July 07, 2007

In the comments on “Control the Borders, Not the Citizens,” Michael Morris suggests that I’m engaging in “fear-mongering” when I mention the possibility that Islamic immigration to the United States has reached critical mass.  I think Mr. Morris misread me, so let me elaborate on the point.

The problem isn’t that, say, there are so many Muslims in the United States that they corporately are poised to take over.  (Although, in certain areas, that is true—witness Hamtramck, Michigan, which is more a part of Dar Al-Islam today than it is a part of the United States.)  What I’m talking about is a cultural clash—what happens when vibrant cultures come into contact with decadent ones.  The lure of the foreign and the exotic is very strong, particularly when what is foreign and exotic is also more vibrant and vital.

American Christianity today, in almost all of its forms (some ethnic Orthodox and traditional Catholics excepted) is enervated.  The same cannot be said for Islam.  For all of its faults—and, as a traditional Catholic, I do believe that Islam is a demonic religion—Islam presents a way out of a decadent, hedonistic American way of life that is supported by a peculiarly American form of Christianity.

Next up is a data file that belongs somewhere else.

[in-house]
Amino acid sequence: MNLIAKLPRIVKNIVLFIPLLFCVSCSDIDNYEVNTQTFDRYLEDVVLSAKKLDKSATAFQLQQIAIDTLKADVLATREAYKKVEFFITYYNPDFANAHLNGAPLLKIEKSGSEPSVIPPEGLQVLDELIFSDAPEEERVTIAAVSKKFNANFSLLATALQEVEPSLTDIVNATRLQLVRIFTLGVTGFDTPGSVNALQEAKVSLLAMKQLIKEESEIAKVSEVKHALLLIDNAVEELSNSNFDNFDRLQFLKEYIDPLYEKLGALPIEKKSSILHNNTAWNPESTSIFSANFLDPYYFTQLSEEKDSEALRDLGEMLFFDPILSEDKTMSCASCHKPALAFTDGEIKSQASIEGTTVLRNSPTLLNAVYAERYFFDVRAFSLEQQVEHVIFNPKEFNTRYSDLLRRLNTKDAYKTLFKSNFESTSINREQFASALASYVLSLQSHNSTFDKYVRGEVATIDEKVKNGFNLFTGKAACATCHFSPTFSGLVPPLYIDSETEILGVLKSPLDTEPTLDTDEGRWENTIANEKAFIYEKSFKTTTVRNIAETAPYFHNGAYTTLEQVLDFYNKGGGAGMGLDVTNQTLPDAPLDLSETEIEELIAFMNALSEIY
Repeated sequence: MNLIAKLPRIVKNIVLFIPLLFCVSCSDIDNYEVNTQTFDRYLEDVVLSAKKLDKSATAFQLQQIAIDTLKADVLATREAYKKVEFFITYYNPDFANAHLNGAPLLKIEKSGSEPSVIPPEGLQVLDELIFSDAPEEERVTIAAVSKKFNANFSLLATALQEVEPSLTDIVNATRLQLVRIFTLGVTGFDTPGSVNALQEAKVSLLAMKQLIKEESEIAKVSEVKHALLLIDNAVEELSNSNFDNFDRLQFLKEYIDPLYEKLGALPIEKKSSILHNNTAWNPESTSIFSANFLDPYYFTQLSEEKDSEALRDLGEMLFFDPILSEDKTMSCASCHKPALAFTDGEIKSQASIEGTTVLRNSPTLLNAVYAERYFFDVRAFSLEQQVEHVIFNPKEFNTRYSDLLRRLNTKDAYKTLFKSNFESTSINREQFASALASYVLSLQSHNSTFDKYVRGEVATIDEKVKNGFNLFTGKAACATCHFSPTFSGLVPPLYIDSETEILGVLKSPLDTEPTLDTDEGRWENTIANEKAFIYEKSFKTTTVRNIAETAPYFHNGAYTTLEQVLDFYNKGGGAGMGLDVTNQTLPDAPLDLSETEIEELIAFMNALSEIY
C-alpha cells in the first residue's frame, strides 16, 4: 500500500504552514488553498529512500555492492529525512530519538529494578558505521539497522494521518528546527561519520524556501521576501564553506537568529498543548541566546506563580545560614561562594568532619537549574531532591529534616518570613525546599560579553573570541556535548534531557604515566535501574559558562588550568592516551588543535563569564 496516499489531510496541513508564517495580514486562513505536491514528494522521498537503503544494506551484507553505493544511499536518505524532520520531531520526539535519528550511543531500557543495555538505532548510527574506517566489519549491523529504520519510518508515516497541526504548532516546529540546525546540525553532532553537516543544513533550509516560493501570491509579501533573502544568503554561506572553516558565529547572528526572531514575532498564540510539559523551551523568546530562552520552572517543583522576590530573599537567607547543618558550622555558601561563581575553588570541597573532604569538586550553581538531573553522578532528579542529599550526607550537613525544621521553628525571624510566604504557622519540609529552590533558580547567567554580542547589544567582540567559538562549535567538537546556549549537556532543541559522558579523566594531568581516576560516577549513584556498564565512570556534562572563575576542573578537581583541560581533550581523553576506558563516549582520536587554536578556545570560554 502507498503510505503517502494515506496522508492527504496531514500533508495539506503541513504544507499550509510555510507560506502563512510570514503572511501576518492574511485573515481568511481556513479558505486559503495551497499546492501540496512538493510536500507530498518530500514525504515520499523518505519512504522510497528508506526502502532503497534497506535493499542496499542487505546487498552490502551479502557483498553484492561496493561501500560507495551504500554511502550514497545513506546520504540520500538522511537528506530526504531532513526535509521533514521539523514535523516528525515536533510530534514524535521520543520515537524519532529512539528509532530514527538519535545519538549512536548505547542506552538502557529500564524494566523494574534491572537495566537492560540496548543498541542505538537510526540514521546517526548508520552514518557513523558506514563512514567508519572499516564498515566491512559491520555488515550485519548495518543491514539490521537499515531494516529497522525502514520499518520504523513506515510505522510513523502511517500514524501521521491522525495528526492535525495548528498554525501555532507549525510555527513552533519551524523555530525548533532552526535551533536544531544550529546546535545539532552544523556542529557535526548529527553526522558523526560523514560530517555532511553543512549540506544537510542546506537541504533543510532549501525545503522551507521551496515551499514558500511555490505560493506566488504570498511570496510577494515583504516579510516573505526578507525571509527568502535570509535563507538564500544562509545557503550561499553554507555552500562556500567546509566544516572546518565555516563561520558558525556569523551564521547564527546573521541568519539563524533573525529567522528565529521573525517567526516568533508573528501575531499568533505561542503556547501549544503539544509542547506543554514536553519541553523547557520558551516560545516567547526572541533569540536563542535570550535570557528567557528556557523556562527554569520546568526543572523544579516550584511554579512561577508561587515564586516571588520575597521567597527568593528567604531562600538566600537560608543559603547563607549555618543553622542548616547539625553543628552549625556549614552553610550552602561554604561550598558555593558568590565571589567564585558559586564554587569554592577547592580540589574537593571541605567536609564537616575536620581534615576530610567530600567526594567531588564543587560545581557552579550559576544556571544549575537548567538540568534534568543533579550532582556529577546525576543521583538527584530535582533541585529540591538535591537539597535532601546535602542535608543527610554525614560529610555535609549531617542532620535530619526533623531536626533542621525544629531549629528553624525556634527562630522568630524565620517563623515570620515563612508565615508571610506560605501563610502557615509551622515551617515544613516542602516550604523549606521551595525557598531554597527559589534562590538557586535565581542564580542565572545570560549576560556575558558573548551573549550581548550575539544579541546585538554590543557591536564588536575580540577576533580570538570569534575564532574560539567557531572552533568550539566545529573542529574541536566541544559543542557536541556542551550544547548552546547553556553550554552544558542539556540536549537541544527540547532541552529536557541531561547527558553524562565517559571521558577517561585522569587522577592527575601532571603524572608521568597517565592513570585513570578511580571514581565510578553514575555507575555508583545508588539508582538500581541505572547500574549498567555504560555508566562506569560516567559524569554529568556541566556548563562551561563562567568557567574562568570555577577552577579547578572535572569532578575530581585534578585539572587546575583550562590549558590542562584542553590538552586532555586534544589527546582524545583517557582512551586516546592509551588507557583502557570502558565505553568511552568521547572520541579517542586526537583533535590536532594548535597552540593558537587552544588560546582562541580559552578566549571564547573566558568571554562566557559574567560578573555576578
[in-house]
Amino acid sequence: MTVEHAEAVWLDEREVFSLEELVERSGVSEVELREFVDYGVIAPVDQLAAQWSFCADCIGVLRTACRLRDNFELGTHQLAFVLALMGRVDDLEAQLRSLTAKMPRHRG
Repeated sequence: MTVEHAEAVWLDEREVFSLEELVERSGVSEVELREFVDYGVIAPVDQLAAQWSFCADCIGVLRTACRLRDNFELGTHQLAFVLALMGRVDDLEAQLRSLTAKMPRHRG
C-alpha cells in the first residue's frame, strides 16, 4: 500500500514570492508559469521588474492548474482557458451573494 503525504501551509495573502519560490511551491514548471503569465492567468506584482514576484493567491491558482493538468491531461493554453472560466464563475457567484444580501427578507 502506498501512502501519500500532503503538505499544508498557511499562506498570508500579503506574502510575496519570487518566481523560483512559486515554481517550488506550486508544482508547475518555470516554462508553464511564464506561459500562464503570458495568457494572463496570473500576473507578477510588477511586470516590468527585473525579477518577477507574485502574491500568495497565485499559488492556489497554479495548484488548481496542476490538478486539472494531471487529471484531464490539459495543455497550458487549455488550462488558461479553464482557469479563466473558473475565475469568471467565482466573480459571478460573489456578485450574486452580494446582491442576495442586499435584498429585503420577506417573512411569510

And so conversions to Islam in the United States are increasing.  It used to be that such conversions were largely confined to blacks in prison, who joined the Nation of Islam.  Today, such blacks are still converting—but to “mainstream” Islam.  And blacks outside of prison are converting, too.  But what is the fastest-growing group of converts to Islam today?  Recent immigrants from Mexico.  Why?  Because they find in Islam something that they are missing in American Catholicism—a vital religion that structures their entire life.  (For all of its failings, the Catholic Church in Mexico still provides something like that.)

Without sounding too much like an advertisement for Chronicles, let me mention that I’m currently publishing a multipart narrative based on several interviews I conducted with a local convert to Islam.  The experience has been eye-opening for me (and readers have told me the same).  If you want to begin to understand how even a relatively small population of Muslim immigrants has made conversion to Islam socially acceptable—let alone to understand what kind of Islam those immigrants are peddling—pick up the June and August issues of Chronicles.


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